It seems like cryptocurrency just can’t get a break. The digital currency has experienced a number of ups and downs since its sudden soaring popularity when it got news media attention eighteen months ago. Being the victim of cybercrime is just another punch in a long list of hits from hacker groups, foreign governments, business leaders, and more.
In a statement made earlier Monday, the South Korean coin exchange Coinrail announced it had been targeted by a group of cyberthieves who made off with an estimated 30% of the company’s virtual currencies. As an online cryptocurrency exchange, Coinrail handles the trading and exchanging of the digital currency for millions of users, handling potentially billions of dollars at a time.
The company also said in the statement that it has temporarily suspended trading and was fully cooperating with police investigators to hunt down the stolen funds. Although Coinrail did not disclose the sum of the tokens stolen—in order to safeguard the sensitivity of the investigation—the value of Bitcoin experienced a 7% slump after the announcement.
“Two-thirds of the coins confirmed to have been leaked are covered by freezing / recalling through consultation with each coach and related exchanges. The remaining one-third of coins are being investigated with investigators, relevant exchanges, and coin developers,” Coinrail said.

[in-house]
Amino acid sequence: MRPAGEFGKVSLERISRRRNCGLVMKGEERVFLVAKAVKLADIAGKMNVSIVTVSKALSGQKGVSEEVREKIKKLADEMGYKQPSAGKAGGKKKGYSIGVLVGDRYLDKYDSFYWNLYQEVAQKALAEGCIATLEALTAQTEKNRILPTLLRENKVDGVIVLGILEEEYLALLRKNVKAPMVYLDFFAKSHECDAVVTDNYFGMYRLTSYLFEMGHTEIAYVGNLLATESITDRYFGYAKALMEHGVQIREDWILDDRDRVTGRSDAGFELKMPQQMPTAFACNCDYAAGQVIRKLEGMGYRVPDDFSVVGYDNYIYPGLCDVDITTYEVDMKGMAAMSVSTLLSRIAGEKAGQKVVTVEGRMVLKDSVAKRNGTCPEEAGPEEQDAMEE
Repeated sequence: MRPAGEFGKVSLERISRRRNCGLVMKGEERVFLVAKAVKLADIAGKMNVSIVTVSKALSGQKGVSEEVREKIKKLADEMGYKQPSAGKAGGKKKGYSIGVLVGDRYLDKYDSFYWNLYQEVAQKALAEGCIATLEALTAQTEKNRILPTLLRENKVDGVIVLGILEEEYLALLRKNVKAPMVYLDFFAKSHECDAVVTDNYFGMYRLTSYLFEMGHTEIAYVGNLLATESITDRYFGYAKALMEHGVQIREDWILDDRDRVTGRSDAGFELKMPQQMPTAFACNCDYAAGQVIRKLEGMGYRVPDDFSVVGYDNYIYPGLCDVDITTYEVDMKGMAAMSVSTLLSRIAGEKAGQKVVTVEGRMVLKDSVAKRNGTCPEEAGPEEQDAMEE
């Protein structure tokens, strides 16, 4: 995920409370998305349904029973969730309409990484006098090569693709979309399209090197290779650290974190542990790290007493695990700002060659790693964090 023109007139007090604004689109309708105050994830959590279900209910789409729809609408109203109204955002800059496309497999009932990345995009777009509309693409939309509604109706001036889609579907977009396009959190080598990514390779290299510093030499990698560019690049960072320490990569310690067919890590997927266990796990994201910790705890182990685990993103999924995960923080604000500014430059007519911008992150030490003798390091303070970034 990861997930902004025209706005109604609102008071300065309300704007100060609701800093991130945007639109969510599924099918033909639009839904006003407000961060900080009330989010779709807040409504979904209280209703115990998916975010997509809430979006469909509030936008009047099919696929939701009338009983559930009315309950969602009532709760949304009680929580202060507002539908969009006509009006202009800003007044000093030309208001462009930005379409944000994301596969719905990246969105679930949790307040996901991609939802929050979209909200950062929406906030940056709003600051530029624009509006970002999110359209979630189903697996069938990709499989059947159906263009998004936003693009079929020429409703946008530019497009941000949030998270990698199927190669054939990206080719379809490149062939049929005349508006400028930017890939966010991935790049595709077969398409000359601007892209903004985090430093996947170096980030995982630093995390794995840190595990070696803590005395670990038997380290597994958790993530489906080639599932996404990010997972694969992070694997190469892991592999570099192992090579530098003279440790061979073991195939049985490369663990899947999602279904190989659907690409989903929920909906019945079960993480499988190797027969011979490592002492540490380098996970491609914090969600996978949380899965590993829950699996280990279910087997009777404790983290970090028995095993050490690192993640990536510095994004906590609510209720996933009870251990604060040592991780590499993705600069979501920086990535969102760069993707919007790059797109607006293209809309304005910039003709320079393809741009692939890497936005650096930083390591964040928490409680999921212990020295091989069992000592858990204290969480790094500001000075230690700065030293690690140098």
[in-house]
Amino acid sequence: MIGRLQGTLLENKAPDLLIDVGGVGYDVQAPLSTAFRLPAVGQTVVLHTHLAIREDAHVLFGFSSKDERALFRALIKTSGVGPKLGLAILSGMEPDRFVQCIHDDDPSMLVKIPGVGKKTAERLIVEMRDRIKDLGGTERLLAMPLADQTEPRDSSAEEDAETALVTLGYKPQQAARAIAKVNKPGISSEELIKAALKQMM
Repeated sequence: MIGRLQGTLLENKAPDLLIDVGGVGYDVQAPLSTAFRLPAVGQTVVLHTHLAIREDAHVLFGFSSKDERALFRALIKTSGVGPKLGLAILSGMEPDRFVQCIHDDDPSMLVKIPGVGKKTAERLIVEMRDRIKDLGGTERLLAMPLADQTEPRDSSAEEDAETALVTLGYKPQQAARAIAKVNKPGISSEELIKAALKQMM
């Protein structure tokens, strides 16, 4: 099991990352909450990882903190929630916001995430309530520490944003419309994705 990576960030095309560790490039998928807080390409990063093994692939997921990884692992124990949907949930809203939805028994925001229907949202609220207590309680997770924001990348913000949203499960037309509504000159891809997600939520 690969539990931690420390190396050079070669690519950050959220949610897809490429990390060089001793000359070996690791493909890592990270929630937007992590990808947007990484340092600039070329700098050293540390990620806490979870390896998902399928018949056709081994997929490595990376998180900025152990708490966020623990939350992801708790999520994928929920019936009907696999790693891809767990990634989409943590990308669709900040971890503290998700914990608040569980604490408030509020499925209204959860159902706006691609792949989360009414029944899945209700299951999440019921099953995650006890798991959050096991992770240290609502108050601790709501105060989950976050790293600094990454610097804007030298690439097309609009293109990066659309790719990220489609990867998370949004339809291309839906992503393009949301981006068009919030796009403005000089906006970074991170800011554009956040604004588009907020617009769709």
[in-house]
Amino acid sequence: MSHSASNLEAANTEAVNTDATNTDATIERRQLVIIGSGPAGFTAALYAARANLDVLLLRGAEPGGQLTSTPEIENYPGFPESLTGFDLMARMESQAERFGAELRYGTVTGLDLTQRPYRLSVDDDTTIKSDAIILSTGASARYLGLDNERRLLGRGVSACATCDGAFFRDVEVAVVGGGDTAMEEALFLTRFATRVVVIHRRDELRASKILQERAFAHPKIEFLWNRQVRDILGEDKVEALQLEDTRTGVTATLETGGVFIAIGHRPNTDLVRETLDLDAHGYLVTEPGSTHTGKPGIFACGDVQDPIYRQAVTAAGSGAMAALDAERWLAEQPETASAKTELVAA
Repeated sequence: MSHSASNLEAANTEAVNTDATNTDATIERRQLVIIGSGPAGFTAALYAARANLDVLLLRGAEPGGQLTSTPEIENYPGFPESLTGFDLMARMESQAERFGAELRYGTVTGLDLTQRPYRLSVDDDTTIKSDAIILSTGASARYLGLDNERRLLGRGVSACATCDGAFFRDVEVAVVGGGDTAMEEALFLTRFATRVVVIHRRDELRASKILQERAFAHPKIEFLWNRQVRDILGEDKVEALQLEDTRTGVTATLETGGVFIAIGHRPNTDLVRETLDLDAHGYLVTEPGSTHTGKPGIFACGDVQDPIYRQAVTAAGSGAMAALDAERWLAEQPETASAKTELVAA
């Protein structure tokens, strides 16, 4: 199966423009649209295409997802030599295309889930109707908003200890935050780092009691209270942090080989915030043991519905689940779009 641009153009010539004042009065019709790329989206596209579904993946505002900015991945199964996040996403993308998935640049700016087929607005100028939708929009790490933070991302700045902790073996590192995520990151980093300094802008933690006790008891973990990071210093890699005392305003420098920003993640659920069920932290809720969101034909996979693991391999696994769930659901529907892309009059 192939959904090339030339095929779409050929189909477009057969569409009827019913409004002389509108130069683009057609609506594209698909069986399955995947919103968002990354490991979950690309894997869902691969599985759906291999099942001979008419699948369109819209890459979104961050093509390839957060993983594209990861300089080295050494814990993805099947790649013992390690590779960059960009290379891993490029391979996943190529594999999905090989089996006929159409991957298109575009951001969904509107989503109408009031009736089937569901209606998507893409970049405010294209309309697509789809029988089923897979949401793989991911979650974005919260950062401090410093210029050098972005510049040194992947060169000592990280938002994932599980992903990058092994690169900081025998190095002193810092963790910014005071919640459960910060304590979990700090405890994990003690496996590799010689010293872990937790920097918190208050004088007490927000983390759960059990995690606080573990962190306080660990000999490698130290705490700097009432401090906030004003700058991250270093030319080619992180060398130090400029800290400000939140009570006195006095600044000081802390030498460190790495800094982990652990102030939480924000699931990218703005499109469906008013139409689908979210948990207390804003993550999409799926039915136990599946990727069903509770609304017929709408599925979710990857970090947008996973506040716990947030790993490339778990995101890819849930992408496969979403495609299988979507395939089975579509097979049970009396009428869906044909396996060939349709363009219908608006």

The cybercrime comes as a shock to the cryptocurrency community because, while South Korea has created a bustling virtual currency market over the last year, Coinrail is considered a smaller, lesser-known trading platform.
The attack on Coinrail rippled (apologies for the pun) across other cryptocurrency exchanges. In addition to the 7% slump in Bitcoin, other virtual tokens also saw their values plunge. Among dozens of other tokens, notable currency Ethereum saw a significant price drop. According to a report from Coinmarketcap.com, in the seven hours since the announcement of the attack was first made, nearly $30 billion in cryptocurrency wealth had vanished.
"Investors have been increasingly worried about cybersecurity issues," said Adrian Lai, founding partner at Hong Kong-based investment firm Orichal Partners. "At this stage, obviously, the standard is not high enough."
Unfortunately, the hack on Coinrail has been just one of many high-profile cyber crimes against cryptocurrency in the past several years.
Perhaps the most notable one is the 2013 Mt. Gox Hack which saw more than 850,000 bitcoins belonging to customers stolen or missing. At the time, that amount valued at more than $450 million—when accounting for inflation of today, that is a truly astronomical amount of money. Investigators from the Tokyo security company WizSec would eventually conclude that Mt.Gox had been the target of a long, procedural hack that gradually stole bitcoins from the company over several years. In 2014, Mt.Gox closed its doors and filed for bankruptcy.
Although more steps need to be taken to secure digital assets and safeguard the personal information of the customers using these online coin exchanges, it’s unclear what move needs to be made next. The volatility of the cryptocurrency market and the apparent trepidation governments and international businesses have regarding bitcoin and another tokens throttles cryptocurrency from becoming more widely used.
It the meantime, unless you’re willing to take the risk, it might be best to stay conservative with your money be vigilant on what cryptocurrencies you are investing in.